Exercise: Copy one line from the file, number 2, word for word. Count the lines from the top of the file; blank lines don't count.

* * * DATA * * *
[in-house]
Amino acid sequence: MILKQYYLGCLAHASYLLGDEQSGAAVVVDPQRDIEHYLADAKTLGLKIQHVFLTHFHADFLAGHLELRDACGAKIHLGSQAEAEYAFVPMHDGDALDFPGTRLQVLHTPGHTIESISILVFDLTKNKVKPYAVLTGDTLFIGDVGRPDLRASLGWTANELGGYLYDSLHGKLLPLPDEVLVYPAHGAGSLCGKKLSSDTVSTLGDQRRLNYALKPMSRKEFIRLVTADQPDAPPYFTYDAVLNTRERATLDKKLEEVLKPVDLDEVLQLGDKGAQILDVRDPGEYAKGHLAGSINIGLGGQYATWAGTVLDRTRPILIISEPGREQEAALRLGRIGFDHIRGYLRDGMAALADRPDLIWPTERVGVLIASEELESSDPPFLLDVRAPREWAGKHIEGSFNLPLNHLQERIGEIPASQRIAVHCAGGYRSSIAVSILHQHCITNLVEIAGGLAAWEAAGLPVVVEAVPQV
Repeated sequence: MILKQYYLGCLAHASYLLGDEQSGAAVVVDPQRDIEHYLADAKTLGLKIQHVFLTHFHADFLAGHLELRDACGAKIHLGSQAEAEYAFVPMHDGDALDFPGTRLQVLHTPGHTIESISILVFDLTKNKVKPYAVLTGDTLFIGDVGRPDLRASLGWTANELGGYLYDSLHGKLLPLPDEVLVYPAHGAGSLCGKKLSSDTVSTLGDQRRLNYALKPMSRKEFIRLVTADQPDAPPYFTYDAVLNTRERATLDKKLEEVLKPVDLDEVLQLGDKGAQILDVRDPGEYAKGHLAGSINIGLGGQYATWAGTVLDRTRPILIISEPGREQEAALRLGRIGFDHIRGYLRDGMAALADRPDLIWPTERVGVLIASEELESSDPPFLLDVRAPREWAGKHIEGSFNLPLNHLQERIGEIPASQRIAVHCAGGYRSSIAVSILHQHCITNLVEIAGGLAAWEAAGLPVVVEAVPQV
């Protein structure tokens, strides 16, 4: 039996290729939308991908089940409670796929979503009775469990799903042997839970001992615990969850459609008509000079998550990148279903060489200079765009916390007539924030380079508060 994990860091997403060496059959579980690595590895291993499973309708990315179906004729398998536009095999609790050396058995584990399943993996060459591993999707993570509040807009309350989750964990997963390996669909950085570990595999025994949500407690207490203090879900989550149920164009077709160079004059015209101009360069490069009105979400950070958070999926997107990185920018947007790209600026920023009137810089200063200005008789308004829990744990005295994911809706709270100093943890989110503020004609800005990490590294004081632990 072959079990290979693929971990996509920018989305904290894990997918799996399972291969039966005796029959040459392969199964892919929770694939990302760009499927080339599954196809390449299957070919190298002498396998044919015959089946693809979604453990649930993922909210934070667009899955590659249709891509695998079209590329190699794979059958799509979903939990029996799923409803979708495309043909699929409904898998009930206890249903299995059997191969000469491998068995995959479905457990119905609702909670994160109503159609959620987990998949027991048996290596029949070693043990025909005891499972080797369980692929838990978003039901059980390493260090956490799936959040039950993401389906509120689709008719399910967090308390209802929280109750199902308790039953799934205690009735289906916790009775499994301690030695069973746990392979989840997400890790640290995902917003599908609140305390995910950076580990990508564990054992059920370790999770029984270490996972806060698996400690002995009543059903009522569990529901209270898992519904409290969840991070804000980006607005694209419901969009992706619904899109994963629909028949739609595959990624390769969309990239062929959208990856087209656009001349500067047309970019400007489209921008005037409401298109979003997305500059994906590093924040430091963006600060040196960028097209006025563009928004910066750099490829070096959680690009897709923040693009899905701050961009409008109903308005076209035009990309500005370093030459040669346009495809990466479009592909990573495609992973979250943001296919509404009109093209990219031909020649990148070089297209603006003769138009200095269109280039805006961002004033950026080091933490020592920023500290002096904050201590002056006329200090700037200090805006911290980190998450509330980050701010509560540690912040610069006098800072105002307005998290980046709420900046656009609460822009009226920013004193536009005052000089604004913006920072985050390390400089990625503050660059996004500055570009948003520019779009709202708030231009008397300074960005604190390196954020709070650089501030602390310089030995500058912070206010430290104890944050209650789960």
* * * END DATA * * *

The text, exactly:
Amino acid sequence: MILKQYYLGCLAHASYLLGDEQSGAAVVVDPQRDIEHYLADAKTLGLKIQHVFLTHFHADFLAGHLELRDACGAKIHLGSQAEAEYAFVPMHDGDALDFPGTRLQVLHTPGHTIESISILVFDLTKNKVKPYAVLTGDTLFIGDVGRPDLRASLGWTANELGGYLYDSLHGKLLPLPDEVLVYPAHGAGSLCGKKLSSDTVSTLGDQRRLNYALKPMSRKEFIRLVTADQPDAPPYFTYDAVLNTRERATLDKKLEEVLKPVDLDEVLQLGDKGAQILDVRDPGEYAKGHLAGSINIGLGGQYATWAGTVLDRTRPILIISEPGREQEAALRLGRIGFDHIRGYLRDGMAALADRPDLIWPTERVGVLIASEELESSDPPFLLDVRAPREWAGKHIEGSFNLPLNHLQERIGEIPASQRIAVHCAGGYRSSIAVSILHQHCITNLVEIAGGLAAWEAAGLPVVVEAVPQV